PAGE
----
I've heard that coffee acts as a pro-oxidant which damages cells and tissues causing the long-term effect of shorting life expectancy (Free-radical theory of aging), the opposite of how antioxidants are thought to work (e.g. Green tea).

However I can't find this information on Wikipedia (e.g. coffee or caffeine).

Therefore is coffee a pro-oxidant or an antioxidant?

  • 1
    You say you can't find it on Wikipedia, and all of your links are indeed to Wikipedia. There are over 200 citations and references for further reading on the main coffee Wikipedia entry alone. Have you consulted those or other sources, e.g., such as the three links attributed the polyphenols having "little or no direct antioxidant food value"? Can you explain, or give a reference, to where you have heard this? Or have you heard this in the sense of speculation only?
    – hoc_age
    Feb 13 '15 at 16:15
  • @hoc_age I've heard it long time ago from many people (maybe TV) that coffee is a pro-oxidant which shortens the human life span, but I don't remember where and who. That's why I'm asking.
    – kenorb
    Feb 13 '15 at 16:24
  • I appreciate your fervor in asking coffee-related health questions, but it may be a slippery slope to permit asking speculative questions without attribution to a concrete reference. Let's keep it clean! :) This is especially so when the topic pertains to health (which is not the primary topic of this site; but there is a site-proposal for that!
    – hoc_age
    Feb 13 '15 at 16:35
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    If this is just a simple question of whether coffee is an anti-oxidant or not, it is probably okay; but if we start delving into the effects on cellular chemistry in the human body, that is simply too far outside the expertise/focus of this site. Feb 13 '15 at 17:22
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    @kenorb I am saying that as asked, the question may not be answerable. The study you cited listed specific varieties and roast levels. What I am saying is that your question "...is coffee a pro-oxidant or an antioxidant?" is not answerable because it probably varies by a number of factors (as also stated in the cited study). The antioxidant properties of coffee decrease with roast level, for example. Feb 14 '15 at 0:08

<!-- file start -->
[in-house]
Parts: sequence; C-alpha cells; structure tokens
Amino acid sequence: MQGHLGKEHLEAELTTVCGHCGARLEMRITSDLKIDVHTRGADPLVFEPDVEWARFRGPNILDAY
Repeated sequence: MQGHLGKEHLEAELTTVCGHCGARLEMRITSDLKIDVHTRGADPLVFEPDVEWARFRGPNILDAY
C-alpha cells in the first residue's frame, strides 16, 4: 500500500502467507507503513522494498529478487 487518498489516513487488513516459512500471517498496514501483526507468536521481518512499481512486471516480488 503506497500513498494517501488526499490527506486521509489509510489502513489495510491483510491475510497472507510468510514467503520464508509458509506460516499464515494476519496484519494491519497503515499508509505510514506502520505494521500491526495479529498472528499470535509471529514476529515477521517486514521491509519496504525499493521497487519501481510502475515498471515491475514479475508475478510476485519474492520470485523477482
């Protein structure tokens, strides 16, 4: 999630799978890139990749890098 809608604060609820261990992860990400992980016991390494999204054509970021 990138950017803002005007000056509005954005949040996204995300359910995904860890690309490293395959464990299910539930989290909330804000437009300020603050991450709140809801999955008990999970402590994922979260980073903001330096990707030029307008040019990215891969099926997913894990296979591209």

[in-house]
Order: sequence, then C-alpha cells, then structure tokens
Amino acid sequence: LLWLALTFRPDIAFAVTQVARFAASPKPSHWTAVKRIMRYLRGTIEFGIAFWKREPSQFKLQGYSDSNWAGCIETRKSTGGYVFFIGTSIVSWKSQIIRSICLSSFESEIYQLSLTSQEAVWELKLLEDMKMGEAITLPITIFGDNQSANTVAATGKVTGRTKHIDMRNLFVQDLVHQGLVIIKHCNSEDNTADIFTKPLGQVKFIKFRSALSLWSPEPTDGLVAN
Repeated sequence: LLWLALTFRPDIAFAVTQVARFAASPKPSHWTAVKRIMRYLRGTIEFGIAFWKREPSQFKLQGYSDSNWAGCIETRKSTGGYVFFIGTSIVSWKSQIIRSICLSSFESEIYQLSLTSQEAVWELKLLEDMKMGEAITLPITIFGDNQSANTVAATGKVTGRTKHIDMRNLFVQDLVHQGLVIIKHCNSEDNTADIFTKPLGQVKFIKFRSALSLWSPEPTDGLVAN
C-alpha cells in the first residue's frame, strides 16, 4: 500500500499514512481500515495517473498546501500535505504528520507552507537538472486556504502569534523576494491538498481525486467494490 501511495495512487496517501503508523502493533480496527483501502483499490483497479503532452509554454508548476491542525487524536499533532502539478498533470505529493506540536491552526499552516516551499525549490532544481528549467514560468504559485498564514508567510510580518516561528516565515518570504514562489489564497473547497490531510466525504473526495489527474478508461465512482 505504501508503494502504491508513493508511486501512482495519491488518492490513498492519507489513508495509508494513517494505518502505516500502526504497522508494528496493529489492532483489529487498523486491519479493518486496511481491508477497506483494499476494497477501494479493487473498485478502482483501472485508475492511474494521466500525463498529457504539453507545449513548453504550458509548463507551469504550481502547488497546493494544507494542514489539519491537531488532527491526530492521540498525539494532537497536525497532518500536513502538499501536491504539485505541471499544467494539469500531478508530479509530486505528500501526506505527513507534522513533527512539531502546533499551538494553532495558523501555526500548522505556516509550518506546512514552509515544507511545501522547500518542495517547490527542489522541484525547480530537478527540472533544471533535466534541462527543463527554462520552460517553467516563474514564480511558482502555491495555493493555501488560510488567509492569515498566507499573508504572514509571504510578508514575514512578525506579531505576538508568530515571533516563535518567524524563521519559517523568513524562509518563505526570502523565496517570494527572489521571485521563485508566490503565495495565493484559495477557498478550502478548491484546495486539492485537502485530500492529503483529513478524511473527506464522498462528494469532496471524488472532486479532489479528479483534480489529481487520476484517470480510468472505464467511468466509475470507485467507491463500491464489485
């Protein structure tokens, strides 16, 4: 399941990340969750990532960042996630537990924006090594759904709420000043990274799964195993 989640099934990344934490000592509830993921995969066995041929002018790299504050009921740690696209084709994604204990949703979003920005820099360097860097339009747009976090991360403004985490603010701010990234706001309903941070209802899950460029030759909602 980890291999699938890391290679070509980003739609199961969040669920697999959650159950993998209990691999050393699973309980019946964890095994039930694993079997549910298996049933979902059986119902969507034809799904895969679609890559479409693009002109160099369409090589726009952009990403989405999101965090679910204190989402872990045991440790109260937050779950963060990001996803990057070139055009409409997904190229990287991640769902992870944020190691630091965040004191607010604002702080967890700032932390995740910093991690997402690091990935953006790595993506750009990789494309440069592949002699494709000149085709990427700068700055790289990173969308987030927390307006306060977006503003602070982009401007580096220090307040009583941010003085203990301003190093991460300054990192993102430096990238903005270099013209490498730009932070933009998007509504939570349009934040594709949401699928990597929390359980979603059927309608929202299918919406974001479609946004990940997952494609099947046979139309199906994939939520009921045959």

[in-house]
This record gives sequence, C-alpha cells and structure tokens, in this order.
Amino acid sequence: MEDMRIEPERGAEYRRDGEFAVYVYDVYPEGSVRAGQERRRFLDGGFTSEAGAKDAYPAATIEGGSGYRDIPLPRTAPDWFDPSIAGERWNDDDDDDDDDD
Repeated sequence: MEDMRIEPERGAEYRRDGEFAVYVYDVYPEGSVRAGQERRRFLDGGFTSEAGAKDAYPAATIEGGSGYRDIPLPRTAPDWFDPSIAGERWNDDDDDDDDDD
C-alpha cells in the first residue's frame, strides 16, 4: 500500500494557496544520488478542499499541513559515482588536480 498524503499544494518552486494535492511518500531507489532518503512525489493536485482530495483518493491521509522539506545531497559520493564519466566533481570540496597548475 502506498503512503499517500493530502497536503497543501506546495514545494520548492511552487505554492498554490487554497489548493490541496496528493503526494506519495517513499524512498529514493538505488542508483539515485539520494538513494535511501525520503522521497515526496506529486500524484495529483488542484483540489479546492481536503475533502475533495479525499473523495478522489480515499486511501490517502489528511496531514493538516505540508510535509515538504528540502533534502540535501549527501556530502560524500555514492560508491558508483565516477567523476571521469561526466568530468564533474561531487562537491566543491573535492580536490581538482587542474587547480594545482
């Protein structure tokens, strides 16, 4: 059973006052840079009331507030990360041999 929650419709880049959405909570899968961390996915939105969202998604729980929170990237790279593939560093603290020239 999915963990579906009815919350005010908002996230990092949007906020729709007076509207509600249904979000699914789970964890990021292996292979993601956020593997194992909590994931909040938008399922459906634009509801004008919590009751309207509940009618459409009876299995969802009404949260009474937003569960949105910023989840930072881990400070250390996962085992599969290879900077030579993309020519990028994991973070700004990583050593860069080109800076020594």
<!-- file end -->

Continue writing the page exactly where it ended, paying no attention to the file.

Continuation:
In Spain one study showed that Brazilian Arabica 100% (A100) roasted samples presented lower antioxidant capacity (less efficient antioxidants) than Robusta coffee varieties (could be due to the higher percentage of chlorogenic acids in Robusta ground coffee than in Arabica) therefore Brazilian Arabica 100% (A100) presented the highest value of pro-oxidant activity.

However higher antioxidant activity was observed in Colombian coffees than in conventional roasted coffee blends. On the other hand, when the percentage of torrefacto coffee was increased, an increase of the antioxidant activity and a slight tendency to decrease the pro-oxidant activity were observed. Therefore addition of sugar at the end of the torrefacto roasting process may influence the antioxidant and pro-oxidant properties of coffee because sugar is one of the main precursors the Maillard reaction.

In summary, we can say that antioxidant and pro-oxidant capacity of ground coffee can be affected by several factors such as coffee variety, roasting process (e.g. torrefacto), growing climate, storage, etc. The details of the studies for further reading can be found below.


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    This is the "it depends" answer I thought was coming. Feb 14 '15 at 20:31
  • @ChrisinAK Personally I would still think that a coffee is pro-oxidant in general, but I'd have to check and consolidate more studies.
    – kenorb
    Feb 14 '15 at 21:47

To clarify: as stated in another post, the type and roasting process affects the antioxidant benefits of coffee on a case by case basis, but overall it has been proven that coffee is a (fairly) potent antioxidant.

In fact, when compared against cocoa and black tea coffee is actually more potent in a cup for cup basis.

Source: Comparison of the Antioxidant Activity of Commonly Consumed Polyphenolic Beverages (Coffee, Cocoa, and Tea) Prepared per Cup Serving.

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